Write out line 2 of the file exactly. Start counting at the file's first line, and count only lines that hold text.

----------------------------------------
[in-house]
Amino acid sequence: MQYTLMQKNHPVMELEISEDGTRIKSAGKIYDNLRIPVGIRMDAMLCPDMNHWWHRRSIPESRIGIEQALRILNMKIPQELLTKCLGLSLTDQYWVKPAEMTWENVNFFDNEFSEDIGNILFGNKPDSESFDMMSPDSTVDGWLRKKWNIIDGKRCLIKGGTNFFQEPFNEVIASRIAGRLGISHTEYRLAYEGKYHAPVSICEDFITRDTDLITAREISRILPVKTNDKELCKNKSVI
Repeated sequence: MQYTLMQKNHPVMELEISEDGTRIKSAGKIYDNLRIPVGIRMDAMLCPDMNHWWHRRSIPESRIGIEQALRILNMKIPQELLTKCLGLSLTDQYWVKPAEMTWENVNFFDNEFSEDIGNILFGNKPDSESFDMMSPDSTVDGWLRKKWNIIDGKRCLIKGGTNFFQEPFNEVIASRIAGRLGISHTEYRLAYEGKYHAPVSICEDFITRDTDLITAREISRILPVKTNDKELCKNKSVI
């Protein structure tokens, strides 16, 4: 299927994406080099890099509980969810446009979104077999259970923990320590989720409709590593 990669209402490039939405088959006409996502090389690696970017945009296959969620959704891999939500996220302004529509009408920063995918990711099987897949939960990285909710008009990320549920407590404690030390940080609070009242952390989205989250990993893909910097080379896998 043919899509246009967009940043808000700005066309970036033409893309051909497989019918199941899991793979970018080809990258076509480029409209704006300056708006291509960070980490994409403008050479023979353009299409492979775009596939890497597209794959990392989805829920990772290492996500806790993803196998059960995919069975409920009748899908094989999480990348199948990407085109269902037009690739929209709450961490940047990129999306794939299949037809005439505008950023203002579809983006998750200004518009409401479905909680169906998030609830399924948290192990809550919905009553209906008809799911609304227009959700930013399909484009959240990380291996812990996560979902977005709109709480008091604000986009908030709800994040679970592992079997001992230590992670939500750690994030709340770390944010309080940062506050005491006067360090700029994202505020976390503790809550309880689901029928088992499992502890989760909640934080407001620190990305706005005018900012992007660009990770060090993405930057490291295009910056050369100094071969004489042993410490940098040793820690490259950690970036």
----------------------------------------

Amino acid sequence: MQYTLMQKNHPVMELEISEDGTRIKSAGKIYDNLRIPVGIRMDAMLCPDMNHWWHRRSIPESRIGIEQALRILNMKIPQELLTKCLGLSLTDQYWVKPAEMTWENVNFFDNEFSEDIGNILFGNKPDSESFDMMSPDSTVDGWLRKKWNIIDGKRCLIKGGTNFFQEPFNEVIASRIAGRLGISHTEYRLAYEGKYHAPVSICEDFITRDTDLITAREISRILPVKTNDKELCKNKSVI